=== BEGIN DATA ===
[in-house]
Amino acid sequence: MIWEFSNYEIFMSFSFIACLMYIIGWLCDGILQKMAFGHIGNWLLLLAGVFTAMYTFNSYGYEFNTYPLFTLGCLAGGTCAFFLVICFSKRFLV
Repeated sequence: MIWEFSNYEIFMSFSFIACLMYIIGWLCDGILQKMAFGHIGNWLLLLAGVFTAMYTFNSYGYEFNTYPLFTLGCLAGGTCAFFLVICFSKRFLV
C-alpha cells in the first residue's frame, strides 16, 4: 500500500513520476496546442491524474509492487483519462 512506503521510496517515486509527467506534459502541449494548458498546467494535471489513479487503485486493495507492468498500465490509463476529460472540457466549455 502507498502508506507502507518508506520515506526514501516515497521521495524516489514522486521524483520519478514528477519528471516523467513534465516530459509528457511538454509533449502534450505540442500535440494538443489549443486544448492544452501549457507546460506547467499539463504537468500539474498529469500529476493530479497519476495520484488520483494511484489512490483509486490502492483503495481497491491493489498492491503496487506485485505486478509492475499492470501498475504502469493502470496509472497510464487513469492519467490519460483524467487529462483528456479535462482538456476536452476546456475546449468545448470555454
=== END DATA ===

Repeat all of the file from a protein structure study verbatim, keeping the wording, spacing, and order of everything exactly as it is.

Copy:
[in-house]
Amino acid sequence: MIWEFSNYEIFMSFSFIACLMYIIGWLCDGILQKMAFGHIGNWLLLLAGVFTAMYTFNSYGYEFNTYPLFTLGCLAGGTCAFFLVICFSKRFLV
Repeated sequence: MIWEFSNYEIFMSFSFIACLMYIIGWLCDGILQKMAFGHIGNWLLLLAGVFTAMYTFNSYGYEFNTYPLFTLGCLAGGTCAFFLVICFSKRFLV
C-alpha cells in the first residue's frame, strides 16, 4: 500500500513520476496546442491524474509492487483519462 512506503521510496517515486509527467506534459502541449494548458498546467494535471489513479487503485486493495507492468498500465490509463476529460472540457466549455 502507498502508506507502507518508506520515506526514501516515497521521495524516489514522486521524483520519478514528477519528471516523467513534465516530459509528457511538454509533449502534450505540442500535440494538443489549443486544448492544452501549457507546460506547467499539463504537468500539474498529469500529476493530479497519476495520484488520483494511484489512490483509486490502492483503495481497491491493489498492491503496487506485485505486478509492475499492470501498475504502469493502470496509472497510464487513469492519467490519460483524467487529462483528456479535462482538456476536452476546456475546449468545448470555454